Big Changes in Bozeman’s Housing Market

Big Changes in Bozeman’s Housing Market

Maggie Collister | Sterling Advisory Services
Bozeman’s multifamily vacancy rate inched its way over 7% in the 3rd quarter of 2023. Vacancy rates will likely continue to rise as 1,476 units are under construction in the market. Rents are dropping and concessions are picking up, as the market shifts from a landlord’s market to a renter’s market.

The vacancy rate currently stands at 7.14%, indicating an oversupply. There is availability across floor plan types. Almost half of the available units in the market are two-bedroom plans. Most of the available units are at recently opened properties. Properties built before 2015 have a 2% vacancy rate and an average rent of $1,971 per month.


The average total rent has dropped by around 5% year over year in the Bozeman market. Average rents do not include the impact of concessions. One month free represents an 8% discount on rent. Currently, the average asking rent in Bozeman is $2,140 per month.

What’s Next

With a full development pipeline, the vacancy rate in Bozeman is expected to climb. How high the rate gets will depend on the delivery timing for the units under construction. Based on the recent pace of absorption, it could take more than 2 ½ years to lease up the units currently under construction. A continued drop in rental rates or an increase in demand could speed the process.

What to Watch For

Increased Rent Concessions – Developers are unlikely to drop rents and will continue to offer concessions such as free months, reduced deposits, and waiving application fees. Rent drops are a last resort to fill units. Most developers have a targeted timeline to lease-up buildings and the closer that deadline looms, the more concessions they will offer.

Condominium Conversions – Some buildings may be viable options for conversions to for-sale units. These generally occur at higher-end, smaller properties. It can also be a viable option for older Class C properties in great locations. Updating the property and selling the units to individual buyers may be more profitable than competing in a crowded rental market.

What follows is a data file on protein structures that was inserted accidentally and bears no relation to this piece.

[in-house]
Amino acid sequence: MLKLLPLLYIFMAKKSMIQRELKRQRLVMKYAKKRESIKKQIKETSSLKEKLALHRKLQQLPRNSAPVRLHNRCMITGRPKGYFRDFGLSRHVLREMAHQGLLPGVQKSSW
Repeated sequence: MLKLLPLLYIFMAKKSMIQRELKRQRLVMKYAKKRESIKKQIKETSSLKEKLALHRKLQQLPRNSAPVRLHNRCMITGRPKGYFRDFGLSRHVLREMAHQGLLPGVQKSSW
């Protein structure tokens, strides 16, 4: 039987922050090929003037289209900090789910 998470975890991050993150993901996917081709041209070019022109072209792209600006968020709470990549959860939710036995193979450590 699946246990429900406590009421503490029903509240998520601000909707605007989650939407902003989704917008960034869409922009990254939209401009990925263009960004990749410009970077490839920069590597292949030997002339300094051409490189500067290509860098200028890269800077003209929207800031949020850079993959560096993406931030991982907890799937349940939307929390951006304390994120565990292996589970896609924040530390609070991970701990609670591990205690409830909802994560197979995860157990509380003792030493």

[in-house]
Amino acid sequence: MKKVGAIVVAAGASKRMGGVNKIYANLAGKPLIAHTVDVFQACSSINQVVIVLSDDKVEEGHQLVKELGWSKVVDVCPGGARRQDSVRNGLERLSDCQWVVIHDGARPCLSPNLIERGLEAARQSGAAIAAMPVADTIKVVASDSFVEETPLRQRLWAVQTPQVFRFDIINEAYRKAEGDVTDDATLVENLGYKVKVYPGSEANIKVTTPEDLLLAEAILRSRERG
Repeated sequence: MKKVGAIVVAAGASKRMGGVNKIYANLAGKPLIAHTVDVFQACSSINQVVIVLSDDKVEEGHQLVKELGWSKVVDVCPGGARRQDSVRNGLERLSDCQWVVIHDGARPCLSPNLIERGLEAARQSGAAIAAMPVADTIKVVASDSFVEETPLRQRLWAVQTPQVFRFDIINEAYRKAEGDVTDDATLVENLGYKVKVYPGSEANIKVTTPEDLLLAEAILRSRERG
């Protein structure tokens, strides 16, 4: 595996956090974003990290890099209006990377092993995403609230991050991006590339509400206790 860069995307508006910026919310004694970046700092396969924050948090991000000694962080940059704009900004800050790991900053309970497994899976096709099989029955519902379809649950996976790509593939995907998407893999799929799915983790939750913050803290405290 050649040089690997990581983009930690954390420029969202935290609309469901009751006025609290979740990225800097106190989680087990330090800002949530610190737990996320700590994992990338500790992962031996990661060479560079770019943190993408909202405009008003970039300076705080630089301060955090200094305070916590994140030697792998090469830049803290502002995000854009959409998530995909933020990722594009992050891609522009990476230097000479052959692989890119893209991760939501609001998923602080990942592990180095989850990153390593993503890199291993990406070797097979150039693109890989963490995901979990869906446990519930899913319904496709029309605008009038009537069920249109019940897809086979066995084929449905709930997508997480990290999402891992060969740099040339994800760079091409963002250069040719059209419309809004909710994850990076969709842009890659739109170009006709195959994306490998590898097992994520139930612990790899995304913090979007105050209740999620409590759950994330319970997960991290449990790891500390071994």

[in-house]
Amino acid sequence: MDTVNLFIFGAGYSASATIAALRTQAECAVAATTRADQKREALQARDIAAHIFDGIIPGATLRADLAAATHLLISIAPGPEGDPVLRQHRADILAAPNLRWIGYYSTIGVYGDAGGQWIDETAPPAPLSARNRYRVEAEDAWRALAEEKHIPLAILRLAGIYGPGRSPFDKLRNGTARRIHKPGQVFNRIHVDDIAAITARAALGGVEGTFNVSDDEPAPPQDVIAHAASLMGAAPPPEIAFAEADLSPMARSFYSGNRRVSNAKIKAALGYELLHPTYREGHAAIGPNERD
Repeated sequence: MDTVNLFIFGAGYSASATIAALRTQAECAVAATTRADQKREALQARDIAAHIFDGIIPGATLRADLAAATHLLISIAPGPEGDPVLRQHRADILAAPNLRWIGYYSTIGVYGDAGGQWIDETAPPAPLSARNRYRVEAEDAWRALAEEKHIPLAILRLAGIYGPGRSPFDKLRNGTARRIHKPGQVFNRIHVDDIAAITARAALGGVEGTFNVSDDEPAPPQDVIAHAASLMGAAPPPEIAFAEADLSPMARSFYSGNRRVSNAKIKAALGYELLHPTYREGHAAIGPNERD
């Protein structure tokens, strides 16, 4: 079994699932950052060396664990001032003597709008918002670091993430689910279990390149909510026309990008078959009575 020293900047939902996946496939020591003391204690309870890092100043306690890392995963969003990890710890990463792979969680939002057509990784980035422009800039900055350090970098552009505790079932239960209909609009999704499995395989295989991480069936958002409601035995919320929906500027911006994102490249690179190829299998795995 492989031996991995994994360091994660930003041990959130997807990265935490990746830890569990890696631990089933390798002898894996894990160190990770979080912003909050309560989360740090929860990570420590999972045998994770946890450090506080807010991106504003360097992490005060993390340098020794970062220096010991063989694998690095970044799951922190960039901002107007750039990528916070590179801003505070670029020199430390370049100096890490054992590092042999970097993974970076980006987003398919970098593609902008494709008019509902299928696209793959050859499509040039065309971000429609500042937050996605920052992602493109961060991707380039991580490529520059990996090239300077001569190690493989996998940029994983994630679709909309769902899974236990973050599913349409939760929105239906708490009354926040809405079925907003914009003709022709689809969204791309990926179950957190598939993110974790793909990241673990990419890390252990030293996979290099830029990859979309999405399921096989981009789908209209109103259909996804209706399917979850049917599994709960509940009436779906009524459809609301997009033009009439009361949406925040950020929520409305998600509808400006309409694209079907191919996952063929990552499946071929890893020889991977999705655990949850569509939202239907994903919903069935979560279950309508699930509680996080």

Projects Cancel – Many projects in the planning pipeline will likely be delayed or canceled as vacancy, interest, and cap rates shift project financials into the red. This may in turn reduce land values, as developers look to control costs. Some projects may also stop mid-construction or prior to completing all phases.

Property Management Steps Up – For developers and owners, particularly of new properties, it could be a difficult time. Depending on the underwriting, resetting rents and managing slower lease-ups may cause distress. A focus on quality property management will be necessary to preserve asset values in a more competitive market.


Extremely tight housing markets are not a positive for any community. It is a stress for many residents as they struggle to find and maintain housing. Employers may need help finding staffing. High rents mean residents have less to spend at local businesses. Short-term, an oversupply of housing for Bozeman is a positive. It will allow the market to reset and function better for residents.

For developers and owners, particularly of new properties, it could be a difficult time. Ongoing growth in Bozeman and delays on projects in planning should allow for a return to more normal market conditions. But, for those who used underwriting assumptions based on the extraordinary conditions of 2020-2022, it may prove difficult to recover.